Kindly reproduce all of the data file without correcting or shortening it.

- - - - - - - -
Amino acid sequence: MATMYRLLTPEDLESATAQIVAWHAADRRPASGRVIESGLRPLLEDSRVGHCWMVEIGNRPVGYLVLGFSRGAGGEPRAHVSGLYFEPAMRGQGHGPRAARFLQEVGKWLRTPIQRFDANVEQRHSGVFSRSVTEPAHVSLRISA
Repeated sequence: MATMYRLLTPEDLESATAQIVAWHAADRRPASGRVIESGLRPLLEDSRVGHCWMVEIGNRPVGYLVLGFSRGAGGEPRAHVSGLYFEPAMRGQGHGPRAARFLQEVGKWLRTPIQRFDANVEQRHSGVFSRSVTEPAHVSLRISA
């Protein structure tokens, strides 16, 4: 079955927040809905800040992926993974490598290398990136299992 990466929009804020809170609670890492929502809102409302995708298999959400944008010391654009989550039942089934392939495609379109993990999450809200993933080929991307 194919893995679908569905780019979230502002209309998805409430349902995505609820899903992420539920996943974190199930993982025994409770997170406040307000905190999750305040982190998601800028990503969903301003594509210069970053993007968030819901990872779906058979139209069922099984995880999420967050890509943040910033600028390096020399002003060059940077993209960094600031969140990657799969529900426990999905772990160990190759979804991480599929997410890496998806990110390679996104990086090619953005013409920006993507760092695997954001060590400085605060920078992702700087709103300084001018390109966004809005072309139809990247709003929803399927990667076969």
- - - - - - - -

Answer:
Amino acid sequence: MATMYRLLTPEDLESATAQIVAWHAADRRPASGRVIESGLRPLLEDSRVGHCWMVEIGNRPVGYLVLGFSRGAGGEPRAHVSGLYFEPAMRGQGHGPRAARFLQEVGKWLRTPIQRFDANVEQRHSGVFSRSVTEPAHVSLRISA
Repeated sequence: MATMYRLLTPEDLESATAQIVAWHAADRRPASGRVIESGLRPLLEDSRVGHCWMVEIGNRPVGYLVLGFSRGAGGEPRAHVSGLYFEPAMRGQGHGPRAARFLQEVGKWLRTPIQRFDANVEQRHSGVFSRSVTEPAHVSLRISA
């Protein structure tokens, strides 16, 4: 079955927040809905800040992926993974490598290398990136299992 990466929009804020809170609670890492929502809102409302995708298999959400944008010391654009989550039942089934392939495609379109993990999450809200993933080929991307 194919893995679908569905780019979230502002209309998805409430349902995505609820899903992420539920996943974190199930993982025994409770997170406040307000905190999750305040982190998601800028990503969903301003594509210069970053993007968030819901990872779906058979139209069922099984995880999420967050890509943040910033600028390096020399002003060059940077993209960094600031969140990657799969529900426990999905772990160990190759979804991480599929997410890496998806990110390679996104990086090619953005013409920006993507760092695997954001060590400085605060920078992702700087709103300084001018390109966004809005072309139809990247709003929803399927990667076969």